For a description of tools of the Federal Reserve, see the October 28, 2003 FOMC Case Study.

Open Market Operations

The Federal Reserve buys and sells bonds and by doing so, increases or decreases banks' reserves and their abilities to make loans. As banks increase or decrease loans, the nation's money supply changes. That, in turn, decreases or increases interest rates. Open market operations are the primary tool of the Federal Reserve. They are often used and are quite powerful. This is what the Federal Reserve actually does when it announces a new target federal funds rate. The federal funds rate is the interest rate banks charge one another in return for a loan of reserves. If the supply of reserves is reduced, that interest rate is likely to increase.

Banks earn profits by accepting deposits and lending some of those deposits to someone else. They sometimes charge fees for establishing and maintaining accounts and always charge borrowers an interest rate. Banks are required by the Federal Reserve System to hold reserves in the form of currency in their vaults or deposits with Federal Reserve System.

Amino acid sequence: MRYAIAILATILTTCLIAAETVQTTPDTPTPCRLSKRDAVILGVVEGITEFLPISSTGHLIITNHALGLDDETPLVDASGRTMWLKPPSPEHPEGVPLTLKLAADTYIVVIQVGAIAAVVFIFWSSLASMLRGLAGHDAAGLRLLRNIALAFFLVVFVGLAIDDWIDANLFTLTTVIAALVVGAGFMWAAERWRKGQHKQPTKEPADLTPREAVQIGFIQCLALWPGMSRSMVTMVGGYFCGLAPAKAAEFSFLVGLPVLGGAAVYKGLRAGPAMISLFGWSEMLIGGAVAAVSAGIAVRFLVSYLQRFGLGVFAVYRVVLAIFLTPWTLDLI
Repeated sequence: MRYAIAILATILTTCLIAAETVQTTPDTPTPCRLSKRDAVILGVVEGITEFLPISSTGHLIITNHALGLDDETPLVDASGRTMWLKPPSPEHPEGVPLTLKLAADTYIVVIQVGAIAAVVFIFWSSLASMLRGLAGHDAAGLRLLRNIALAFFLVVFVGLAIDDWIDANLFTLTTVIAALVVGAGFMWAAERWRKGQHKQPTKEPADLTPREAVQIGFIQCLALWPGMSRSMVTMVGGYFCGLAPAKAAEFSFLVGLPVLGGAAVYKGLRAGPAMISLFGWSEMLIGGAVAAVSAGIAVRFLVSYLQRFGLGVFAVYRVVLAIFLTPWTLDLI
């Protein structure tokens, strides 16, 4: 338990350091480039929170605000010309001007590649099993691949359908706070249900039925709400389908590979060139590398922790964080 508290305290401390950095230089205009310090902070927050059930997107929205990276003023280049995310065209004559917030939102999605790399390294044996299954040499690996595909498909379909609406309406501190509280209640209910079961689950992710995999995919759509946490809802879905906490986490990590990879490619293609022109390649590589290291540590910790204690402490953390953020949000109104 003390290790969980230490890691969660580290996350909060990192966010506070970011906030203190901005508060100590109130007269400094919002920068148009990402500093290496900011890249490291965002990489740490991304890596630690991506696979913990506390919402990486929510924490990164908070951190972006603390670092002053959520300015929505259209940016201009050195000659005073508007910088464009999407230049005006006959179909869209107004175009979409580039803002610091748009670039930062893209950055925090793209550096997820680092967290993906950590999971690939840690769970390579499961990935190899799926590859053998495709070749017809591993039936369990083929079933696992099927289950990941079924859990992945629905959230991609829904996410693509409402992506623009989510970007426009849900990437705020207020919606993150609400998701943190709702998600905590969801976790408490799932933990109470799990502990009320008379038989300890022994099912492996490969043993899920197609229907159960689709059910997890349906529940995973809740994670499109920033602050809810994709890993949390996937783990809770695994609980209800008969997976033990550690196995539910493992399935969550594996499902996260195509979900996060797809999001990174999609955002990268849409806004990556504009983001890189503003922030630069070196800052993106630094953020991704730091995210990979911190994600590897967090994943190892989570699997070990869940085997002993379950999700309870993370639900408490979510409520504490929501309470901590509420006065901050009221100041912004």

When the Federal Reserve sells a bond, an individual or institution buys the bond with a check on their account and gives the check to the Federal Reserve. The Federal Reserve removes an equal amount from the customer's bank's reserves. The bank, in turn, removes the same amount from the customer's account. Thus, the money supply shrinks.

Discount Rate

The discount rate is the interest rate the Federal Reserve charges banks if banks borrow reserves from the Federal Reserve itself. Banks seldom borrow reserves from the Federal Reserve and tend to rely more on borrowing reserves from other banks when they are needed. The discount rate is often changed along with the target federal funds rate, but the discount rate change does not have a very important effect. In this announcement, the discount rate is not changed.

(Note: In January of 2003, the discount rate was changed to a level one percent above the target federal funds rate. The discount rate had normally been about one-half of a percent less than the target federal funds rate. Technical aspects of borrowing from the Fed were also changed at the same time. The basic functions of monetary policy were not changed.)